Tips for Stress Resilience During Law School

Stress can begin to escalate to new levels of intensity during law school.  However, this is also the time when you need to use your best stress resilience skills.  Stress that is out of control can lead to illness, anxiety, lessened concentration, lack of sleep, and many other problems.  Below are a few tips on managing your stress for the remainder of the semester.

Put grades in perspective. 

Grades are not equal to who you are as a person.  You have knowledge of the course, talents, character strengths, and other skills that go beyond that one exam.  We have many extraordinarily gifted and successful graduates in law practice and on the bench who will openly state that they graduated in the “great middle” of their class.  For courses with the only grade attached to the final exam, the grade only measures how you performed on that limited set of questions on that day during 3 or 4 hours.  

All you can ask of yourself is to do the best that you can. 

No one can do better than his or her best.  No man or woman is perfect.  Even your professors can only do their best on any tasks.  The important thing is to do as well as you can within your intellectual capabilities, talents, and skills.  Our best does not always get us an “A” grade, but it does get us self-respect.    

Do not dwell on what you have no control over. 

You cannot control the days of your exams in most cases.  You cannot control the questions on your exams.  You cannot control paper deadlines.  You cannot control how a professor grades.  Do not waste time wishing that you had control over these things.  Focus instead on what you can control.

Do not dwell on what you did not do earlier in the semester. 

You cannot change that you did not study enough during the first part of the semester.  You cannot change that you did not choose the best course load.  You cannot change that you did not find a study partner earlier.  You cannot change that you did not do practice questions earlier.  You cannot change that you did not outline earlier.  Regrets get you no further along the path to exam success.  Make a note to change next semester.  But for now, spend time and energy focusing on what you can still control.     

Take control of what YOU can control. 

You can ask your professors questions about material you do not understand.  You can study with classmates to gain new or broader perspectives on the material.  You can ask a professor to look at an outline to see if you are on the right track.  You can do more practice questions.  You can set up a structured time management schedule for each remaining week to distribute tasks more effectively.  You can use study aids to help you understand material that is still vague.  You can use breaks to increase your focus during intense study periods.  You can use rewards to keep yourself motivated.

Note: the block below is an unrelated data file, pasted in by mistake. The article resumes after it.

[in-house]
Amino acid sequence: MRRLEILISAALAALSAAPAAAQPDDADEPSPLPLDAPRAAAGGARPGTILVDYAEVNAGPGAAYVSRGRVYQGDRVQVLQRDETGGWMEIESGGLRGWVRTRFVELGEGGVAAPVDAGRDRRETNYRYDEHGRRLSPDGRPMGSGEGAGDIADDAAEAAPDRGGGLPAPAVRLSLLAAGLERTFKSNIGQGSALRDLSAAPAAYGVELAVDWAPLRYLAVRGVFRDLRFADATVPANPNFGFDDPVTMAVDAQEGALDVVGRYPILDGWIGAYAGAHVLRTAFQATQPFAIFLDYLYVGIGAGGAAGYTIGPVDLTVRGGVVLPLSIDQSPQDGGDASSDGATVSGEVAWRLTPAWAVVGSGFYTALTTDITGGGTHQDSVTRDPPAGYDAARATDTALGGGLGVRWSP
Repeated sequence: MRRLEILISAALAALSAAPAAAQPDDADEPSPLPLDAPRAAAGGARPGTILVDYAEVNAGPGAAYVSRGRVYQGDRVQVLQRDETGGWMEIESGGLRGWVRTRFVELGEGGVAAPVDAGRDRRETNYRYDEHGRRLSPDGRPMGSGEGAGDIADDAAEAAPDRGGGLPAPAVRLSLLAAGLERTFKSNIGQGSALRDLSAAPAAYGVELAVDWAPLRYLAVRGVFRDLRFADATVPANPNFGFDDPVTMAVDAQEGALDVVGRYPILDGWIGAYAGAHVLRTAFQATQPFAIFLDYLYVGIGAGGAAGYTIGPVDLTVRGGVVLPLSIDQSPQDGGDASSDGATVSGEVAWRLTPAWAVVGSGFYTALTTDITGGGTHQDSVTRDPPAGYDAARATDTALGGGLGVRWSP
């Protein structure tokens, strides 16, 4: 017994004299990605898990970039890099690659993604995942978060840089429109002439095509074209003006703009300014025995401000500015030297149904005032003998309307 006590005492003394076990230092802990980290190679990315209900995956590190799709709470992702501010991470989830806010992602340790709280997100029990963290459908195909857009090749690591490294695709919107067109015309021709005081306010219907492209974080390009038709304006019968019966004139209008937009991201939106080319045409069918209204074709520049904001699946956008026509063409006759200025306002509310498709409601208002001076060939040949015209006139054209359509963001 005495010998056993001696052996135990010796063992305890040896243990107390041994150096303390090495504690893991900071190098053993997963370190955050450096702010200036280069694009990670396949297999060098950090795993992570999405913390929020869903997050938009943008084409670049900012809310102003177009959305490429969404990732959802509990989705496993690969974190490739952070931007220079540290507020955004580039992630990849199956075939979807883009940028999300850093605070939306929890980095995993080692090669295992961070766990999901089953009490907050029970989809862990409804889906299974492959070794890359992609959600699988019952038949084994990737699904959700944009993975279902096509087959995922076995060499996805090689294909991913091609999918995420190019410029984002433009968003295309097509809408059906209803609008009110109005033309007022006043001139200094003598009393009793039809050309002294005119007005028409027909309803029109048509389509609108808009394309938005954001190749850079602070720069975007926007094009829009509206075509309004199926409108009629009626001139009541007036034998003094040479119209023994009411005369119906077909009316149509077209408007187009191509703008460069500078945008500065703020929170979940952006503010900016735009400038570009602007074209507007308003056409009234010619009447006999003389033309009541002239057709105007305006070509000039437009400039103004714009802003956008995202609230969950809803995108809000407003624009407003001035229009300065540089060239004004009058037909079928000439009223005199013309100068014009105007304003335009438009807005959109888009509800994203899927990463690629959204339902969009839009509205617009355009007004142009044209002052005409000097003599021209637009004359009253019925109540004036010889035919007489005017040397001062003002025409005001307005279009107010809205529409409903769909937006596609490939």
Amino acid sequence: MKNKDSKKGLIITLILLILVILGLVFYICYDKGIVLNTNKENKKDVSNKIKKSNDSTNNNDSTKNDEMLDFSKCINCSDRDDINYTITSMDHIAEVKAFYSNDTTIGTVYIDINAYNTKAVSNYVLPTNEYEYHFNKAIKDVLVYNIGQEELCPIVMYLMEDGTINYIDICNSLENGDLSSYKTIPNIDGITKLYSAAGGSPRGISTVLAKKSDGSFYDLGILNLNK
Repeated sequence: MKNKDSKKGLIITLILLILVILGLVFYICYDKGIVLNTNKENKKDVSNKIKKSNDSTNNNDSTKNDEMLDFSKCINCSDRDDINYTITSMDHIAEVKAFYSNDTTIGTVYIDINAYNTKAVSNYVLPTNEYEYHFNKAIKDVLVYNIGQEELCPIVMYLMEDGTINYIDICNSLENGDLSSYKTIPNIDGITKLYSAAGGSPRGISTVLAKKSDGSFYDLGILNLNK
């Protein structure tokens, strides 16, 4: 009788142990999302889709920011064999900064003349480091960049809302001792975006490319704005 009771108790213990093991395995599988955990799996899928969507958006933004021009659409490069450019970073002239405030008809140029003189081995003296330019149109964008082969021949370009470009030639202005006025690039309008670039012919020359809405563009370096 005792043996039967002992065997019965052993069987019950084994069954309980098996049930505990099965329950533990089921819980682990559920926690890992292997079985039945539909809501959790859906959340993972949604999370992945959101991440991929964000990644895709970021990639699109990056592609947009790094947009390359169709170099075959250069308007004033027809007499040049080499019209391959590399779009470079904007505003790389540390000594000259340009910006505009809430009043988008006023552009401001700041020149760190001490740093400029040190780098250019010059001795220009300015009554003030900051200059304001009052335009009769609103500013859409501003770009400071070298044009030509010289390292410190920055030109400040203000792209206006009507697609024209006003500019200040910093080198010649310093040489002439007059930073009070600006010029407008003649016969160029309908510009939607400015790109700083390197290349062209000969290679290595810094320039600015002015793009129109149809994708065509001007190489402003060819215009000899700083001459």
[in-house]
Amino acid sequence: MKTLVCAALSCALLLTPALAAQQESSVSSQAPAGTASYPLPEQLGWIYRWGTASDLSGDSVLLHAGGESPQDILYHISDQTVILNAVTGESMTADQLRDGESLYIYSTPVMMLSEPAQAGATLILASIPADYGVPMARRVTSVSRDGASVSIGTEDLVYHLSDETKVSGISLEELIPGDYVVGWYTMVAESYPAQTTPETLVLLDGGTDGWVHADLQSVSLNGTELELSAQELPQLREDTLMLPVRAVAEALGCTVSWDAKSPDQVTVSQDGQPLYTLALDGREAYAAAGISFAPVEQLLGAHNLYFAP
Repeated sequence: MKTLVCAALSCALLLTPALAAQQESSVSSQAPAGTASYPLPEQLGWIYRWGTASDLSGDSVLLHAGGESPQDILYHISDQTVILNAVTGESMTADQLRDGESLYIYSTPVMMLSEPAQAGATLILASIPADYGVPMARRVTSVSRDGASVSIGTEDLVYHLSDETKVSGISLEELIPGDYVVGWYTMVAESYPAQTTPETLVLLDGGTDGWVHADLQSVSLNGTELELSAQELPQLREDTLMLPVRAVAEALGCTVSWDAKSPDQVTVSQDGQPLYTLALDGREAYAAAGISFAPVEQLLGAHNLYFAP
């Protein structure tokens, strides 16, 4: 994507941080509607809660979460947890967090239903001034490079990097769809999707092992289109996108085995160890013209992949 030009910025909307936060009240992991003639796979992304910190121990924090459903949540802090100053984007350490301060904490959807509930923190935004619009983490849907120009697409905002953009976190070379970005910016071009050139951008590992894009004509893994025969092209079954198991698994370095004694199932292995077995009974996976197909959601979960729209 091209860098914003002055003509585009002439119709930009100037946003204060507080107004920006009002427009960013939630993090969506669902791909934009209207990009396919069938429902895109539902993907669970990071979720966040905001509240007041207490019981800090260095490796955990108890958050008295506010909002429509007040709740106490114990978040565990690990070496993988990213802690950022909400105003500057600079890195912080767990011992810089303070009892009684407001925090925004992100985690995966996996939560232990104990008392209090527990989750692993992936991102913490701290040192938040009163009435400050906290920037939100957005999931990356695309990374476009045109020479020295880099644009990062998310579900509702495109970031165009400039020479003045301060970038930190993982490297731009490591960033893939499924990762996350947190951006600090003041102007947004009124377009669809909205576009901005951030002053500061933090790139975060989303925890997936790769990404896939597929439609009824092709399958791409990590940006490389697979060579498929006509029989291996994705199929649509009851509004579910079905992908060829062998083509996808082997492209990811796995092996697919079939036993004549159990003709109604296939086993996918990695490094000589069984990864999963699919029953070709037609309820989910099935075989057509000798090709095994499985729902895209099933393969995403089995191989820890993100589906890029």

Remember to look at the pieces and not the whole. 

Focus on one small task at a time.  List all of the topics that you need to review for each exam course.  List all of the research, writing, and editing tasks that you need to complete for a paper.  Then focus on one small task at a time until that small task is complete.  Cross it off the list and move on to the next small task.  Step by step you can do it all.

Ask for help if you are feeling overwhelmed. 

Talk to your professors about areas of the course that are confusing you.  Talk to a counselor at the Student Counseling Center.  Talk to a physician if you are having physical problems.  Talk to your family. 

Sleep at least 8 hours a night. 

You will be more productive when you study.  You will be able to focus on the essentials.  You will be able to make wiser decisions about your priorities for studying.  You will feel less helpless and hopeless.  You will be less likely to burst into tears or yell at everyone around you.  You will go into exams well-rested and alert.

Add exercise to your schedule if you have let it go. 

Exercise is one of the best stress busters you can use.  Try to get a minimum of three 30-minute workouts a week.  Consider where a study break can include an exercise break.  Even walking around the building or the campus can be a boon to your brain cells for memory and your body for sleeping better.


For other helpful tips, check out these:

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